Loss is a fundamental human condition that often leads both individuals and groups to seek redress in the form of violence. But are there possible modes of redress to reckon with loss that might lead to a departure from the violence of collective and individual revenge? This book focuses on the redress of political crime in Germany and Lebanon, extending its analysis to questions of accountability and democratization in the United States and elsewhere. To understand the proposed modes of redress, John Borneman links the way the actors define their injuries to the cultural forms of redress these injuries assume and to the social contexts in which they are open to refiguring. Borneman theorizes modes of accountability, the meaning of "regime change" and the American occupation of Iraq, and the mechanisms of democratic authority in Europe and North America.
Preface: Political Crime and the Memory of Loss
1. Modes of Accountability: Events of Closure, Rites of Repetition
2. On Money and the Memory of Loss
3. Public Apologies, Dignity, and Performative Redress
4. Reconciliation after Ethnic Cleansing: Listening, Retribution, and Affiliation
5. The State of War Crimes following the Israeli-Hezbollah War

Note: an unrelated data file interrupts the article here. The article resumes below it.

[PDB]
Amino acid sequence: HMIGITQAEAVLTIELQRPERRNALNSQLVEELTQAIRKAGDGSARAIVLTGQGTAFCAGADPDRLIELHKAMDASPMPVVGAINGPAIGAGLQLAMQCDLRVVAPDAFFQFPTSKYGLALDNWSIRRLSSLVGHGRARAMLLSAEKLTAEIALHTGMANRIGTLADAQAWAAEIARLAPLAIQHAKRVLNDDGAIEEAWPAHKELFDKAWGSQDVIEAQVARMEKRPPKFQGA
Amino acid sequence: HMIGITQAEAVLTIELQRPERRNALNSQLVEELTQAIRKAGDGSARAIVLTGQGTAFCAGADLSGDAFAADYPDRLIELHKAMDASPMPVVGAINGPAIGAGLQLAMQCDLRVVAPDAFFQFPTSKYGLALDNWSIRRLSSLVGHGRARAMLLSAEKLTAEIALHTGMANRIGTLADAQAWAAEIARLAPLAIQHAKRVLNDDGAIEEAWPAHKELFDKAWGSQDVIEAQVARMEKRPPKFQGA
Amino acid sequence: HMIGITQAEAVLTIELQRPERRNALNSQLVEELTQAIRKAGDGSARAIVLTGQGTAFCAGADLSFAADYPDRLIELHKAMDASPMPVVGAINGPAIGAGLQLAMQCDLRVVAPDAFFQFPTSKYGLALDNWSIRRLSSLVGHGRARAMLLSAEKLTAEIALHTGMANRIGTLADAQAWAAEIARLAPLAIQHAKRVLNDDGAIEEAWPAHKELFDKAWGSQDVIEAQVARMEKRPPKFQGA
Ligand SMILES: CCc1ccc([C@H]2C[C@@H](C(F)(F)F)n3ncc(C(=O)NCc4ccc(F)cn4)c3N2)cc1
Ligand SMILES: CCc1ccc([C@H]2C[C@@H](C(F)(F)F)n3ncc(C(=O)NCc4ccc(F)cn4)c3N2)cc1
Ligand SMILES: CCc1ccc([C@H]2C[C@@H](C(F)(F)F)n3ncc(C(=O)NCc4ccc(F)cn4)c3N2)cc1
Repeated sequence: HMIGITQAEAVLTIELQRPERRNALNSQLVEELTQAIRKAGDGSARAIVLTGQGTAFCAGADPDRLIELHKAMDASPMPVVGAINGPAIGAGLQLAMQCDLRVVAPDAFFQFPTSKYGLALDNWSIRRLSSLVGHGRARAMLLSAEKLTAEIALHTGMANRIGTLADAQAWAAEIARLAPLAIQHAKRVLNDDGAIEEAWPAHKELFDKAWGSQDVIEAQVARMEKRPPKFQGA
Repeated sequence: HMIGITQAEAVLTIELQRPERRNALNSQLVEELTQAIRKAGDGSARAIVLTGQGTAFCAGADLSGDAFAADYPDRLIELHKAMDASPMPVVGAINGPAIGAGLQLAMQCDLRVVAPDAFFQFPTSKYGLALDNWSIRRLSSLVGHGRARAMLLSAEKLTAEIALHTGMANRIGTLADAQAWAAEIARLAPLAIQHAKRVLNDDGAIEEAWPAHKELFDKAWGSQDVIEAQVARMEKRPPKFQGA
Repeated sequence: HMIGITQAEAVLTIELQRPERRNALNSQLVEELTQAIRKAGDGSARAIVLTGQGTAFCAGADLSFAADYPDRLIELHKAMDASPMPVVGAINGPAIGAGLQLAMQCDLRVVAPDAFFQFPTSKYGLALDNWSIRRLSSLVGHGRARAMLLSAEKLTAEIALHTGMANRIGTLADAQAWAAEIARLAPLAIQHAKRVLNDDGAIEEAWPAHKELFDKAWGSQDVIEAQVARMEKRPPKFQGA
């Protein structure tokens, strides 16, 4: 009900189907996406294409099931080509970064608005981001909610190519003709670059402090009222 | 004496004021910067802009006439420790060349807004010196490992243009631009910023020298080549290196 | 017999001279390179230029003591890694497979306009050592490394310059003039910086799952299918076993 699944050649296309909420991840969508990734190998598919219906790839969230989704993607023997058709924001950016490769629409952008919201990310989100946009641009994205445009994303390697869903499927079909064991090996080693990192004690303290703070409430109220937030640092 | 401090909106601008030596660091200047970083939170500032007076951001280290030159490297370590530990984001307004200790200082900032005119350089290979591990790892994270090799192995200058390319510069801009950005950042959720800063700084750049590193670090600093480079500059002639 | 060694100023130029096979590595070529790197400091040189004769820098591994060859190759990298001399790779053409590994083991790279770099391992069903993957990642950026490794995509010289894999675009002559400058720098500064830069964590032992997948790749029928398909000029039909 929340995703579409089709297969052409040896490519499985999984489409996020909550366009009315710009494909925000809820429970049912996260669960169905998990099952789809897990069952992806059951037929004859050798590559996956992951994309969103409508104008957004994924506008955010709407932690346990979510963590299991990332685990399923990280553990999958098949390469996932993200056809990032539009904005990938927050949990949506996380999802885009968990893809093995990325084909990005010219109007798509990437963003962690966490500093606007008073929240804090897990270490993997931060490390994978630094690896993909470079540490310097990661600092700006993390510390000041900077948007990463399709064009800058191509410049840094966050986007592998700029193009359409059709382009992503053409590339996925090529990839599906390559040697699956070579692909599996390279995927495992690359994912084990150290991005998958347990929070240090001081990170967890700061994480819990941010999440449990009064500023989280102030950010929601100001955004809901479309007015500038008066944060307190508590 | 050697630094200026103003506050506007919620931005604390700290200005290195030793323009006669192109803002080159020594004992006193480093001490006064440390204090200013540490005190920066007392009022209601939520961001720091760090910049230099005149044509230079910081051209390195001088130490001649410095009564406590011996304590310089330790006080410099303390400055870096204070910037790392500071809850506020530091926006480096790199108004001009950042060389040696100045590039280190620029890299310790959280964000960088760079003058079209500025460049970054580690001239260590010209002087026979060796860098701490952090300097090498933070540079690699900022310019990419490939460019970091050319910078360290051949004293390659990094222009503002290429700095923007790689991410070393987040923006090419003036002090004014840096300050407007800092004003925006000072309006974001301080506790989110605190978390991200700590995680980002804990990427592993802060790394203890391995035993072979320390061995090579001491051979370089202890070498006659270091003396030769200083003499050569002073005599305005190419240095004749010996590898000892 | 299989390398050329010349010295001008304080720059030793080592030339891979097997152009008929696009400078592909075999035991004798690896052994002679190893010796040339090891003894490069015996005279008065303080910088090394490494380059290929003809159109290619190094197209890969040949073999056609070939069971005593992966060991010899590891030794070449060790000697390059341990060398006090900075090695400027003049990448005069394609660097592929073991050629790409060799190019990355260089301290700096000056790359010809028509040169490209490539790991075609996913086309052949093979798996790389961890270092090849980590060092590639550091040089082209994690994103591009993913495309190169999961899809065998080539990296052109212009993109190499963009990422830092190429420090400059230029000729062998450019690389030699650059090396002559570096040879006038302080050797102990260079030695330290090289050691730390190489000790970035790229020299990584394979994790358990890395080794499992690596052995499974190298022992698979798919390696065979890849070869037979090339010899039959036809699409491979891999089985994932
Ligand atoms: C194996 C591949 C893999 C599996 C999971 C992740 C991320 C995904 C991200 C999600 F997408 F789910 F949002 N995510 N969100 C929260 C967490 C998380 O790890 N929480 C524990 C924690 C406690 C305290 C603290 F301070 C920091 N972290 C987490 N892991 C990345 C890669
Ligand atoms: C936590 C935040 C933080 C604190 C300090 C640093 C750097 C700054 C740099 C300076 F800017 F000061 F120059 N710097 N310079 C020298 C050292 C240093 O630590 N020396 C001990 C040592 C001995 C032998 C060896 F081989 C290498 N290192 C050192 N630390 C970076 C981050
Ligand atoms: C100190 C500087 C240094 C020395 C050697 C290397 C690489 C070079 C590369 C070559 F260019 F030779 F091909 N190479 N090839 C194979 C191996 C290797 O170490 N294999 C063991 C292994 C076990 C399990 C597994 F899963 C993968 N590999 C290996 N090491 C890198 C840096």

6. Terror, Compassion, and the Limits of Identification: Counter-Transference and Rites of Commemoration in Lebanon
II. Regime Change, Occupation, Democratization
7. Responsibility after Military Intervention: What is Regime Change? What is Occupation?
8. Does the United States want Democratization in Iraq? Anthropological Reflections on the Export of Political Form
9. The External Ascription of Defeat and Collective Punishment
III. An Anthropology of Democratic Authority
10. What do Election Rituals Mean? Representation, Sacrifice, and Cynical Reason
11. Politics without a Head: Is the Love Parade a New Form of Political Identification? (with Stefan Senders)
12. Is the United States Europe’s Other? On the Relations of Americans, Europeans, Jews, Arabs, Muslims